Purpose Hyperglycemia increases risks of kidney and liver transplant rejection. To determine whether perioperative and subsequent glycemic control was associated with increased risk of heart transplant rejection over the year after transplantation, we performed a retrospective analysis of glycemic control and rejection rates in heart transplantation patients. Methods Perioperative glucose levels were analyzed in 157 patients undergoing transplantation at Northwestern Memorial Hospital from June 2005 to December 2012 and compared in patients with and without rejection found on routine follow-up biopsy specimens. Results Grade ≤1R rejection on biopsy was observed in 116 patients and grade ≥2R rejection (grade requiring increased anti-rejection treatment) in 41 patients. Although no significant differences in the preoperative fasting or inpatient mean glucose levels were found, the mean glucose levels from discharge to 1 year trended higher in those with grade ≥2R compared to grade ≤1R (128.8 ± 40.9 versus 142.2 ± 46.6 mg/dL, P =.084). In a multivariable logistic regression model, neither the lowest nor highest quartile of glucose levels had significantly different odds ratios (ORs) for the development of ≥2R compared to the middle 50% glucose levels. Older age (OR 0.96, P =.020) and higher body mass index levels (OR 0.86, P =.004) were significantly associated with lower odds of developing grade ≥2R. Conclusions Although the glucose trend regarding rejection was not statistically significant, we cannot exclude the possibility that much higher glucose levels would influence rejection rates.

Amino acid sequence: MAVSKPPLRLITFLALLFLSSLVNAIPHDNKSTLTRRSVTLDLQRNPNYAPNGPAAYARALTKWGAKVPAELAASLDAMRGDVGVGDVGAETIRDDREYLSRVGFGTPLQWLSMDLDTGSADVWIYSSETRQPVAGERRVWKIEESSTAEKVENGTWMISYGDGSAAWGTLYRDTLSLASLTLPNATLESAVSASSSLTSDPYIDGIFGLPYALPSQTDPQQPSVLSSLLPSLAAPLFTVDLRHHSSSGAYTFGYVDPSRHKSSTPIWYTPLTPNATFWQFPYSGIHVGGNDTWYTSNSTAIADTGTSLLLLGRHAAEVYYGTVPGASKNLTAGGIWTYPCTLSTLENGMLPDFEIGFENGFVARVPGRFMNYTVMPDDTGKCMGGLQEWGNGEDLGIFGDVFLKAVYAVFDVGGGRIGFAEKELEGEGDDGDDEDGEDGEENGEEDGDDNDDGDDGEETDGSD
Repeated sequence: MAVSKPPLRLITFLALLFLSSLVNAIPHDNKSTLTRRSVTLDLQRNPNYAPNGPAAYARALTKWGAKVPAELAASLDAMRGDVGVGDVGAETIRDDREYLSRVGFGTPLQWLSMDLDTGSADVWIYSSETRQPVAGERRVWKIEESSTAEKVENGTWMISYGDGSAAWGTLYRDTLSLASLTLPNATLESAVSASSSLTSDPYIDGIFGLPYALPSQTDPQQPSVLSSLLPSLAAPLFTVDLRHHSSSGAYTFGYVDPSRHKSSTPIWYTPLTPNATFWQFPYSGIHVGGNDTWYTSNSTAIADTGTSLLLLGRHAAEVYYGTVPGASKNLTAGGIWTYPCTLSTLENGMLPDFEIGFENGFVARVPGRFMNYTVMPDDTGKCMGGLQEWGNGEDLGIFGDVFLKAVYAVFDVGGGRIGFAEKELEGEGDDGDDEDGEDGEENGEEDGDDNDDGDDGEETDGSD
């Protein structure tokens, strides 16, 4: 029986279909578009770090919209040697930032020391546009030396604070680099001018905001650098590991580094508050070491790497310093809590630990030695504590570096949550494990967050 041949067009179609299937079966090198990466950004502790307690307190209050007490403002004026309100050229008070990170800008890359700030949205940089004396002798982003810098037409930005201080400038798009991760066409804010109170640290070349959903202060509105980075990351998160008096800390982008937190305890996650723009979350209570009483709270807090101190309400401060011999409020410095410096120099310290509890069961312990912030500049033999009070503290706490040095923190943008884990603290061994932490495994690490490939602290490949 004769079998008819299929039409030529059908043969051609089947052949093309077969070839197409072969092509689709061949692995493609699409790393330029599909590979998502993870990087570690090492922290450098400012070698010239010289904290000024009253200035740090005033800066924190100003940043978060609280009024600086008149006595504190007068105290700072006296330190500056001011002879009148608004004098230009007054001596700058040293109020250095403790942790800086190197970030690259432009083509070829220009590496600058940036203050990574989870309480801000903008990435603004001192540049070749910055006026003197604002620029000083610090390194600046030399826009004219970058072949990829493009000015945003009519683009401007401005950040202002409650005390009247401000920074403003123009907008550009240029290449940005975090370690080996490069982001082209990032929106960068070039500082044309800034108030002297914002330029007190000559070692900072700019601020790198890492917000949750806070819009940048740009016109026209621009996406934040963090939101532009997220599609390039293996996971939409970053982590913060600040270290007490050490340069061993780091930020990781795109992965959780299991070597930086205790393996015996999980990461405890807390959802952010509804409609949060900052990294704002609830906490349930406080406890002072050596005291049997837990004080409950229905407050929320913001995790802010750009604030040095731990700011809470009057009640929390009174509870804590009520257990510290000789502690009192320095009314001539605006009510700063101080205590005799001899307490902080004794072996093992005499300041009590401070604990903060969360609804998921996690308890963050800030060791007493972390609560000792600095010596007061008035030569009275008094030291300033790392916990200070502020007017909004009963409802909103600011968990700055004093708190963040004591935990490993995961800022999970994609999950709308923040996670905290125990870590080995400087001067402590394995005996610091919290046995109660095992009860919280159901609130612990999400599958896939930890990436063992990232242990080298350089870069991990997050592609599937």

|Original language||English (US)|
|Number of pages||5|
|State||Published - Nov 1 2015|
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